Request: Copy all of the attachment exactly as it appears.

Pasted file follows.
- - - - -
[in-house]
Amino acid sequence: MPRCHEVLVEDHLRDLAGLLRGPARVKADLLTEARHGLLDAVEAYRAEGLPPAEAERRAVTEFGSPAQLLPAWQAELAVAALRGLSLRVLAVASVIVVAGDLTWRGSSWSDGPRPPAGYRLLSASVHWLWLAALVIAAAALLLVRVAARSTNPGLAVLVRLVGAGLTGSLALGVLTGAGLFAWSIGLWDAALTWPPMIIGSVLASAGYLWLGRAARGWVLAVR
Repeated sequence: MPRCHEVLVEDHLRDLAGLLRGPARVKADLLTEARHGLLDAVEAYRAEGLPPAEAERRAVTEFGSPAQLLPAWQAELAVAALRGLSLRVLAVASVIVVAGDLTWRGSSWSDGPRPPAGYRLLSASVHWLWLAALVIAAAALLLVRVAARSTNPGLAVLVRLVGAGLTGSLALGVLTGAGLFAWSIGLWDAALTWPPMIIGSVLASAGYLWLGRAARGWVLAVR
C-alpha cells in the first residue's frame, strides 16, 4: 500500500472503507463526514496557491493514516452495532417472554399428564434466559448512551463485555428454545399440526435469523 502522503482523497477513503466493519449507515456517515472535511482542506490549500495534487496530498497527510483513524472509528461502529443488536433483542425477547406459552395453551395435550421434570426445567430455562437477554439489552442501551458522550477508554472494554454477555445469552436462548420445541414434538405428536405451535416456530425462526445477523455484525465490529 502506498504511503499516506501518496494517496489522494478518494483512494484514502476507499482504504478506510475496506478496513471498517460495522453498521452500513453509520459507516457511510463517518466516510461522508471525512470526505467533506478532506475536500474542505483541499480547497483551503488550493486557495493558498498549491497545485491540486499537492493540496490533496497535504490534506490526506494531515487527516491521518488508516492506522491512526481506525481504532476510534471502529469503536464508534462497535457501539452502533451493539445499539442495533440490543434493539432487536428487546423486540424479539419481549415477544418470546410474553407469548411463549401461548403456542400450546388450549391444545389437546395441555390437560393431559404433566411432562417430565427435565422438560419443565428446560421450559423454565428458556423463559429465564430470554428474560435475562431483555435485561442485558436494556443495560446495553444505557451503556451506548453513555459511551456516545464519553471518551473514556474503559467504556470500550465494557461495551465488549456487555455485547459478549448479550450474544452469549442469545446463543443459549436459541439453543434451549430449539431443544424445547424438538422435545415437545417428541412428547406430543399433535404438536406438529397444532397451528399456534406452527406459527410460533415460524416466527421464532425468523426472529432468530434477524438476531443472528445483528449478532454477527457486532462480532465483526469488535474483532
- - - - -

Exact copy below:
[in-house]
Amino acid sequence: MPRCHEVLVEDHLRDLAGLLRGPARVKADLLTEARHGLLDAVEAYRAEGLPPAEAERRAVTEFGSPAQLLPAWQAELAVAALRGLSLRVLAVASVIVVAGDLTWRGSSWSDGPRPPAGYRLLSASVHWLWLAALVIAAAALLLVRVAARSTNPGLAVLVRLVGAGLTGSLALGVLTGAGLFAWSIGLWDAALTWPPMIIGSVLASAGYLWLGRAARGWVLAVR
Repeated sequence: MPRCHEVLVEDHLRDLAGLLRGPARVKADLLTEARHGLLDAVEAYRAEGLPPAEAERRAVTEFGSPAQLLPAWQAELAVAALRGLSLRVLAVASVIVVAGDLTWRGSSWSDGPRPPAGYRLLSASVHWLWLAALVIAAAALLLVRVAARSTNPGLAVLVRLVGAGLTGSLALGVLTGAGLFAWSIGLWDAALTWPPMIIGSVLASAGYLWLGRAARGWVLAVR
C-alpha cells in the first residue's frame, strides 16, 4: 500500500472503507463526514496557491493514516452495532417472554399428564434466559448512551463485555428454545399440526435469523 502522503482523497477513503466493519449507515456517515472535511482542506490549500495534487496530498497527510483513524472509528461502529443488536433483542425477547406459552395453551395435550421434570426445567430455562437477554439489552442501551458522550477508554472494554454477555445469552436462548420445541414434538405428536405451535416456530425462526445477523455484525465490529 502506498504511503499516506501518496494517496489522494478518494483512494484514502476507499482504504478506510475496506478496513471498517460495522453498521452500513453509520459507516457511510463517518466516510461522508471525512470526505467533506478532506475536500474542505483541499480547497483551503488550493486557495493558498498549491497545485491540486499537492493540496490533496497535504490534506490526506494531515487527516491521518488508516492506522491512526481506525481504532476510534471502529469503536464508534462497535457501539452502533451493539445499539442495533440490543434493539432487536428487546423486540424479539419481549415477544418470546410474553407469548411463549401461548403456542400450546388450549391444545389437546395441555390437560393431559404433566411432562417430565427435565422438560419443565428446560421450559423454565428458556423463559429465564430470554428474560435475562431483555435485561442485558436494556443495560446495553444505557451503556451506548453513555459511551456516545464519553471518551473514556474503559467504556470500550465494557461495551465488549456487555455485547459478549448479550450474544452469549442469545446463543443459549436459541439453543434451549430449539431443544424445547424438538422435545415437545417428541412428547406430543399433535404438536406438529397444532397451528399456534406452527406459527410460533415460524416466527421464532425468523426472529432468530434477524438476531443472528445483528449478532454477527457486532462480532465483526469488535474483532